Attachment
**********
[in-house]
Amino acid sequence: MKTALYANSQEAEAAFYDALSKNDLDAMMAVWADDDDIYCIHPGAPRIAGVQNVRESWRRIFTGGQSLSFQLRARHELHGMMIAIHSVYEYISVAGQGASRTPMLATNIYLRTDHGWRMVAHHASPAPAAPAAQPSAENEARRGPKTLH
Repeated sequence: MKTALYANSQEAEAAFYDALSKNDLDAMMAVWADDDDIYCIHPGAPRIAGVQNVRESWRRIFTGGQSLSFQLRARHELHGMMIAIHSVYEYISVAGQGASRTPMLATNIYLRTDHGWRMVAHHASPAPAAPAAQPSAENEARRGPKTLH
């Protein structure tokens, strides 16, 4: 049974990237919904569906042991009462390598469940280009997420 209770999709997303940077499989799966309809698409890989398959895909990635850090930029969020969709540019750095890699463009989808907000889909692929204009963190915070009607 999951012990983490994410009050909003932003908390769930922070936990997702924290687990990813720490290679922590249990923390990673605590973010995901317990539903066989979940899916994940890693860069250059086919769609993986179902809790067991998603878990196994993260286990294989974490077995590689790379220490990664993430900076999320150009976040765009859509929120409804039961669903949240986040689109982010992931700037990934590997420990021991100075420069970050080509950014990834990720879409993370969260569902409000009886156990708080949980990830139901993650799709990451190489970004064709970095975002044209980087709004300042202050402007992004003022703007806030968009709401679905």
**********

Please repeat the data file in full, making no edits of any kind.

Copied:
[in-house]
Amino acid sequence: MKTALYANSQEAEAAFYDALSKNDLDAMMAVWADDDDIYCIHPGAPRIAGVQNVRESWRRIFTGGQSLSFQLRARHELHGMMIAIHSVYEYISVAGQGASRTPMLATNIYLRTDHGWRMVAHHASPAPAAPAAQPSAENEARRGPKTLH
Repeated sequence: MKTALYANSQEAEAAFYDALSKNDLDAMMAVWADDDDIYCIHPGAPRIAGVQNVRESWRRIFTGGQSLSFQLRARHELHGMMIAIHSVYEYISVAGQGASRTPMLATNIYLRTDHGWRMVAHHASPAPAAPAAQPSAENEARRGPKTLH
């Protein structure tokens, strides 16, 4: 049974990237919904569906042991009462390598469940280009997420 209770999709997303940077499989799966309809698409890989398959895909990635850090930029969020969709540019750095890699463009989808907000889909692929204009963190915070009607 999951012990983490994410009050909003932003908390769930922070936990997702924290687990990813720490290679922590249990923390990673605590973010995901317990539903066989979940899916994940890693860069250059086919769609993986179902809790067991998603878990196994993260286990294989974490077995590689790379220490990664993430900076999320150009976040765009859509929120409804039961669903949240986040689109982010992931700037990934590997420990021991100075420069970050080509950014990834990720879409993370969260569902409000009886156990708080949980990830139901993650799709990451190489970004064709970095975002044209980087709004300042202050402007992004003022703007806030968009709401679905």